1. Sterling Camden
  2. urxvt-pipe


NAME	urxvt-pipe

SITE	http://chipstips.com/?tag=plurxvtpipe

AUTHOR	Chip Camden

DATE	December, 2010


Perl extension for rxvt-unicode (aka urxvt) to enable the user to pipe
the terminal window's display to some other program.  You can pipe the
selected text, the text of the visible window, or all text (including


See the man page for urxvtperl(3) for a full discussion of Perl
extensions.  Enable this extension using one of the methods documented
there.  For example, you could place the script urxvt-pipe in
/usr/local/lib/urxvt/perl, then add the following to .Xdefaults:

URxvt.perl-ext: default,urxvt-pipe
URxvt.keysym.C-0x005c:    perl:urxvt-pipe sa|farg 'urxvt -e vim %s'
URxvt.keysym.A-0x005c:    perl:urxvt-pipe sv|farg 'urxvt -e vim %s'

This creates two ways to pipe the terminal window display to vim in another
terminal window:  Ctrl+\ will send any selected text, or all text if none is
selected.  Alt+\ will send either the selected text, or only the visible text
if none is selected.  The former is useful for capturing a lot of text that
has scrolled by, while the latter is useful for capturing sessions from an
ncurses application.  Of course, you aren't limited to using vim.


As you can see, the user command requires special arguments to indicate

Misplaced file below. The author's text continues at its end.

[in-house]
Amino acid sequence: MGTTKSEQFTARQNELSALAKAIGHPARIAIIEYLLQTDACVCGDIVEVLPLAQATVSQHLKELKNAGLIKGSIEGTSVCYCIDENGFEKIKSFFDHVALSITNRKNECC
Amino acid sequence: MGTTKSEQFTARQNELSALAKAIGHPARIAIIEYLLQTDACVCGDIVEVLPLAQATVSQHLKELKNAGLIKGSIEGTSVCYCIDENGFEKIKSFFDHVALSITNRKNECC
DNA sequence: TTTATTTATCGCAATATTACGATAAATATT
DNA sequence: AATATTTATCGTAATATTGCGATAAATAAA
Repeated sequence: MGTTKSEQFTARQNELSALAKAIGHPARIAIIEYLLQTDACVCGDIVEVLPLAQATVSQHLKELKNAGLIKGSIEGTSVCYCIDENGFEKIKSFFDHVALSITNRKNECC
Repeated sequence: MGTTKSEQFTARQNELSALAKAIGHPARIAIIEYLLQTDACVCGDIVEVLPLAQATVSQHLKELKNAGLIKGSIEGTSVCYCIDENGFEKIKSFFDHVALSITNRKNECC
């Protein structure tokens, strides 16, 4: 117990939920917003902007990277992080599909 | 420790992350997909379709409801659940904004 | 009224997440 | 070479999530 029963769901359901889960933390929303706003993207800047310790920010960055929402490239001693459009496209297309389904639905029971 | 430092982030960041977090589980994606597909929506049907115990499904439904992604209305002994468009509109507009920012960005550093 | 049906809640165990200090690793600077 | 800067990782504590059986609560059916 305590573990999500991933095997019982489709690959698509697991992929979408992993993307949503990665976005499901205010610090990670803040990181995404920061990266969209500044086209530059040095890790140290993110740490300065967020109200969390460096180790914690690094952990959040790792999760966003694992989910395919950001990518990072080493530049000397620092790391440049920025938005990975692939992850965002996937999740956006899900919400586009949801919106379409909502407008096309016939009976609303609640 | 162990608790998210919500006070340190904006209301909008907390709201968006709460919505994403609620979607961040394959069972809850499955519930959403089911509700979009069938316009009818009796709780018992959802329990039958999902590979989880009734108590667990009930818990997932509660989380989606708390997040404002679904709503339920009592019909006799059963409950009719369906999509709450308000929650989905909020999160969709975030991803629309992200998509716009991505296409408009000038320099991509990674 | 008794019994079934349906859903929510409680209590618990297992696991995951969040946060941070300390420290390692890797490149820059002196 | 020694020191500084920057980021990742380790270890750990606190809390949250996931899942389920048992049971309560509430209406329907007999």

what text should be piped to whom.  The general form is:

urxvt-pipe source | destination


source		is a combination of any of the three following letters:

		a = all text in the window, including scrollback
		s = selected text
		v = all visible text in the window

destination	is a command to which the text will be piped.


The letters in source are used left-to-right until one of them produces some
text.  Thus, "sa" will attempt to find selected text first, and if none is
selected it will use all text instead.  If no text is found in any of the
sources specified, then nothing happens.

The destination is opened via a pipe from Perl, so if the program so named
requires a terminal window or a shell, then you must provide for that in the
command.  Because text will be piped to the stdin of the command, you may
need to use the provided shell script farg to copy piped text to a file that
is then passed as an argument.  Both of these techniques are shown in the
vim example above.

The text will be piped in utf8 encoding.


This extension does not query any X11 resources at this time.